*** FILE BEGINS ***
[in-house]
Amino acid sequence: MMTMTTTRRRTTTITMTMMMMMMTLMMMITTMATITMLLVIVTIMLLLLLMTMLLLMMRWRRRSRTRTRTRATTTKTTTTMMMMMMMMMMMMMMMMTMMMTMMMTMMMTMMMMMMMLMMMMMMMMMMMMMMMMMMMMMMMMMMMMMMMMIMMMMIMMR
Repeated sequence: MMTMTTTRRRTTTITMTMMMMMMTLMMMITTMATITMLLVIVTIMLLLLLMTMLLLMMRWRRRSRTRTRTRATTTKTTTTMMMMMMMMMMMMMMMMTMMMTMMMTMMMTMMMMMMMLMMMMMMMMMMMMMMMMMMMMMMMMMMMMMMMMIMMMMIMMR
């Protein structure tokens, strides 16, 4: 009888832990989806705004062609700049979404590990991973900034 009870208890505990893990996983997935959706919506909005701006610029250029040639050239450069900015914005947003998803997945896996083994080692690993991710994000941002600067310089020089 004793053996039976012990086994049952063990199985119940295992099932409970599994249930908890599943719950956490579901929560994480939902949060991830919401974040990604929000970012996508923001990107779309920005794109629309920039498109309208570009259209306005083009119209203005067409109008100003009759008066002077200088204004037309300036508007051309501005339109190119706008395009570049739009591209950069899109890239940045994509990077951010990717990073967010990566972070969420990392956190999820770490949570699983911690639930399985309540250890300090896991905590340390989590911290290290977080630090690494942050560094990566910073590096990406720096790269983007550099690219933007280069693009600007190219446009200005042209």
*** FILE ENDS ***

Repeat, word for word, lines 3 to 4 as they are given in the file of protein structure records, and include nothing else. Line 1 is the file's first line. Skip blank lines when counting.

Repeated sequence: MMTMTTTRRRTTTITMTMMMMMMTLMMMITTMATITMLLVIVTIMLLLLLMTMLLLMMRWRRRSRTRTRTRATTTKTTTTMMMMMMMMMMMMMMMMTMMMTMMMTMMMTMMMMMMMLMMMMMMMMMMMMMMMMMMMMMMMMMMMMMMMMIMMMMIMMR
């Protein structure tokens, strides 16, 4: 009888832990989806705004062609700049979404590990991973900034 009870208890505990893990996983997935959706919506909005701006610029250029040639050239450069900015914005947003998803997945896996083994080692690993991710994000941002600067310089020089 004793053996039976012990086994049952063990199985119940295992099932409970599994249930908890599943719950956490579901929560994480939902949060991830919401974040990604929000970012996508923001990107779309920005794109629309920039498109309208570009259209306005083009119209203005067409109008100003009759008066002077200088204004037309300036508007051309501005339109190119706008395009570049739009591209950069899109890239940045994509990077951010990717990073967010990566972070969420990392956190999820770490949570699983911690639930399985309540250890300090896991905590340390989590911290290290977080630090690494942050560094990566910073590096990406720096790269983007550099690219933007280069693009600007190219446009200005042209």